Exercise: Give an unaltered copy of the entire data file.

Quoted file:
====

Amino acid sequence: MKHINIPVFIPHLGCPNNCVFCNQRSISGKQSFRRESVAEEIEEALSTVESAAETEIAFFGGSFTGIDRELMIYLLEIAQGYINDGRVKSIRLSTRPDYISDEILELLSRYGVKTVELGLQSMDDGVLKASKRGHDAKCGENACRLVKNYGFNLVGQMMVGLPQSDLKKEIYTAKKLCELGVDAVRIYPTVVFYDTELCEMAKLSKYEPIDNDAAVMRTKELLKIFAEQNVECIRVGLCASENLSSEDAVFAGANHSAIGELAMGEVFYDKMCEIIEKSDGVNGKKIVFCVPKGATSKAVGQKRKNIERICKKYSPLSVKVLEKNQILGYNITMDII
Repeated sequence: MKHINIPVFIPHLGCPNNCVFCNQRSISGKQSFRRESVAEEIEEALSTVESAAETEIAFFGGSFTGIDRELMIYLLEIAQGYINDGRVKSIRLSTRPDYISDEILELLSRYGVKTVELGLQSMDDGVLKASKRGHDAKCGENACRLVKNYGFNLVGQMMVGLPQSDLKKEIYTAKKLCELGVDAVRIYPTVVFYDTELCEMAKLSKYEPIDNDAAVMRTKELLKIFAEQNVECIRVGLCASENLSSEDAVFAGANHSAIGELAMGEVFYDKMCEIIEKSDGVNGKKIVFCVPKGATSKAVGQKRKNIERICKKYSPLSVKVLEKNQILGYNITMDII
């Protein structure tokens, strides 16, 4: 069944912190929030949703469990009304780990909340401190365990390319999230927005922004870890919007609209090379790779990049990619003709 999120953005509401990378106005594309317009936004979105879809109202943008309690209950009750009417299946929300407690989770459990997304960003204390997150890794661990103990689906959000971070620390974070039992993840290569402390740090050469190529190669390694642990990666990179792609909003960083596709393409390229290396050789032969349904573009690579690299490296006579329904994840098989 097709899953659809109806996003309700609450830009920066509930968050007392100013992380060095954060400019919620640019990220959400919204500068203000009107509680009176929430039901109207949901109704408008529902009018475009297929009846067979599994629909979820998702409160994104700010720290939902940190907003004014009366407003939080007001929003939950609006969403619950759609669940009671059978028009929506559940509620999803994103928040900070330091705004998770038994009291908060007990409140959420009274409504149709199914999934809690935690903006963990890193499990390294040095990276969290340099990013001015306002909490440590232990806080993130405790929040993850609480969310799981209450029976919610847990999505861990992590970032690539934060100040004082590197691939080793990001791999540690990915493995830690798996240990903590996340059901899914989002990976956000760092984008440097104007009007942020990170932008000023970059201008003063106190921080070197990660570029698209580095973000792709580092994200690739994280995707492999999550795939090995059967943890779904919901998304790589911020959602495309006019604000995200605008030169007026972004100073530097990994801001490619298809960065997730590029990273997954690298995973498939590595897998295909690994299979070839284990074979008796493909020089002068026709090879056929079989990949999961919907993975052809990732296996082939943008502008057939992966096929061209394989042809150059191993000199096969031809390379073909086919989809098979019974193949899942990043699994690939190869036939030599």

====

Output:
Amino acid sequence: MKHINIPVFIPHLGCPNNCVFCNQRSISGKQSFRRESVAEEIEEALSTVESAAETEIAFFGGSFTGIDRELMIYLLEIAQGYINDGRVKSIRLSTRPDYISDEILELLSRYGVKTVELGLQSMDDGVLKASKRGHDAKCGENACRLVKNYGFNLVGQMMVGLPQSDLKKEIYTAKKLCELGVDAVRIYPTVVFYDTELCEMAKLSKYEPIDNDAAVMRTKELLKIFAEQNVECIRVGLCASENLSSEDAVFAGANHSAIGELAMGEVFYDKMCEIIEKSDGVNGKKIVFCVPKGATSKAVGQKRKNIERICKKYSPLSVKVLEKNQILGYNITMDII
Repeated sequence: MKHINIPVFIPHLGCPNNCVFCNQRSISGKQSFRRESVAEEIEEALSTVESAAETEIAFFGGSFTGIDRELMIYLLEIAQGYINDGRVKSIRLSTRPDYISDEILELLSRYGVKTVELGLQSMDDGVLKASKRGHDAKCGENACRLVKNYGFNLVGQMMVGLPQSDLKKEIYTAKKLCELGVDAVRIYPTVVFYDTELCEMAKLSKYEPIDNDAAVMRTKELLKIFAEQNVECIRVGLCASENLSSEDAVFAGANHSAIGELAMGEVFYDKMCEIIEKSDGVNGKKIVFCVPKGATSKAVGQKRKNIERICKKYSPLSVKVLEKNQILGYNITMDII
């Protein structure tokens, strides 16, 4: 069944912190929030949703469990009304780990909340401190365990390319999230927005922004870890919007609209090379790779990049990619003709 999120953005509401990378106005594309317009936004979105879809109202943008309690209950009750009417299946929300407690989770459990997304960003204390997150890794661990103990689906959000971070620390974070039992993840290569402390740090050469190529190669390694642990990666990179792609909003960083596709393409390229290396050789032969349904573009690579690299490296006579329904994840098989 097709899953659809109806996003309700609450830009920066509930968050007392100013992380060095954060400019919620640019990220959400919204500068203000009107509680009176929430039901109207949901109704408008529902009018475009297929009846067979599994629909979820998702409160994104700010720290939902940190907003004014009366407003939080007001929003939950609006969403619950759609669940009671059978028009929506559940509620999803994103928040900070330091705004998770038994009291908060007990409140959420009274409504149709199914999934809690935690903006963990890193499990390294040095990276969290340099990013001015306002909490440590232990806080993130405790929040993850609480969310799981209450029976919610847990999505861990992590970032690539934060100040004082590197691939080793990001791999540690990915493995830690798996240990903590996340059901899914989002990976956000760092984008440097104007009007942020990170932008000023970059201008003063106190921080070197990660570029698209580095973000792709580092994200690739994280995707492999999550795939090995059967943890779904919901998304790589911020959602495309006019604000995200605008030169007026972004100073530097990994801001490619298809960065997730590029990273997954690298995973498939590595897998295909690994299979070839284990074979008796493909020089002068026709090879056929079989990949999961919907993975052809990732296996082939943008502008057939992966096929061209394989042809150059191993000199096969031809390379073909086919989809098979019974193949899942990043699994690939190869036939030599």